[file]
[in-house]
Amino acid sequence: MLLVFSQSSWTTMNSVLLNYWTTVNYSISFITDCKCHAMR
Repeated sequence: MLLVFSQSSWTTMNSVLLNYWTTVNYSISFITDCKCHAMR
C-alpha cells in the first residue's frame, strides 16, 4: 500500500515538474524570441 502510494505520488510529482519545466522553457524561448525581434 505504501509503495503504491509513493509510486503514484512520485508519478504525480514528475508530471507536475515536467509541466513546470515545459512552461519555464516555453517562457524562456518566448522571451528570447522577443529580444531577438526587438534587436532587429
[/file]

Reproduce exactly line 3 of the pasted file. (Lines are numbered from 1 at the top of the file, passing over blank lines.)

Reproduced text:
Repeated sequence: MLLVFSQSSWTTMNSVLLNYWTTVNYSISFITDCKCHAMR